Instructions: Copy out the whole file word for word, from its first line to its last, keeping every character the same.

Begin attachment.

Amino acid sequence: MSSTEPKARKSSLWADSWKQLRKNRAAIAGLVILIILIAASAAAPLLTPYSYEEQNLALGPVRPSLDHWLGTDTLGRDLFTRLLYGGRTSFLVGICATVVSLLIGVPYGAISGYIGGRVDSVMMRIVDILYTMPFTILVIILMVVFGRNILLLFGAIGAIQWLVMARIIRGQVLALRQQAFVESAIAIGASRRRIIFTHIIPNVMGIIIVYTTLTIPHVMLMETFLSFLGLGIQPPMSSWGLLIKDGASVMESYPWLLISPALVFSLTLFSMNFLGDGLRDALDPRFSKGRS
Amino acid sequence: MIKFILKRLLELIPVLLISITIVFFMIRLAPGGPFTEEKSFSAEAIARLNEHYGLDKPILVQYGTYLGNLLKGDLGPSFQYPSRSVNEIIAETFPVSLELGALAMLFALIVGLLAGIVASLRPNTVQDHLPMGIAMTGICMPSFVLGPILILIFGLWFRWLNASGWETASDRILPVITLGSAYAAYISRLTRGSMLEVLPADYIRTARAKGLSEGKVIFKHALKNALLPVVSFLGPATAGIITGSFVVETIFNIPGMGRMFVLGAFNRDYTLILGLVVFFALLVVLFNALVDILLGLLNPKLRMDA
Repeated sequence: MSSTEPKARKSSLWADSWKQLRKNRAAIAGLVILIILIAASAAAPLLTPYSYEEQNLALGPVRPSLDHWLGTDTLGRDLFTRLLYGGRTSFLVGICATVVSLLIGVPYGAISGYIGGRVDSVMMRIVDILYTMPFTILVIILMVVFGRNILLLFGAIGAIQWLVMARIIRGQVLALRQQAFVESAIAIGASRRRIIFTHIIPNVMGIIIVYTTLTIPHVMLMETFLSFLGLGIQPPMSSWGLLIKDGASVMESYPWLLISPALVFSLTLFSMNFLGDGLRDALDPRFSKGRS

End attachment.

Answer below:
Amino acid sequence: MSSTEPKARKSSLWADSWKQLRKNRAAIAGLVILIILIAASAAAPLLTPYSYEEQNLALGPVRPSLDHWLGTDTLGRDLFTRLLYGGRTSFLVGICATVVSLLIGVPYGAISGYIGGRVDSVMMRIVDILYTMPFTILVIILMVVFGRNILLLFGAIGAIQWLVMARIIRGQVLALRQQAFVESAIAIGASRRRIIFTHIIPNVMGIIIVYTTLTIPHVMLMETFLSFLGLGIQPPMSSWGLLIKDGASVMESYPWLLISPALVFSLTLFSMNFLGDGLRDALDPRFSKGRS
Amino acid sequence: MIKFILKRLLELIPVLLISITIVFFMIRLAPGGPFTEEKSFSAEAIARLNEHYGLDKPILVQYGTYLGNLLKGDLGPSFQYPSRSVNEIIAETFPVSLELGALAMLFALIVGLLAGIVASLRPNTVQDHLPMGIAMTGICMPSFVLGPILILIFGLWFRWLNASGWETASDRILPVITLGSAYAAYISRLTRGSMLEVLPADYIRTARAKGLSEGKVIFKHALKNALLPVVSFLGPATAGIITGSFVVETIFNIPGMGRMFVLGAFNRDYTLILGLVVFFALLVVLFNALVDILLGLLNPKLRMDA
Repeated sequence: MSSTEPKARKSSLWADSWKQLRKNRAAIAGLVILIILIAASAAAPLLTPYSYEEQNLALGPVRPSLDHWLGTDTLGRDLFTRLLYGGRTSFLVGICATVVSLLIGVPYGAISGYIGGRVDSVMMRIVDILYTMPFTILVIILMVVFGRNILLLFGAIGAIQWLVMARIIRGQVLALRQQAFVESAIAIGASRRRIIFTHIIPNVMGIIIVYTTLTIPHVMLMETFLSFLGLGIQPPMSSWGLLIKDGASVMESYPWLLISPALVFSLTLFSMNFLGDGLRDALDPRFSKGRS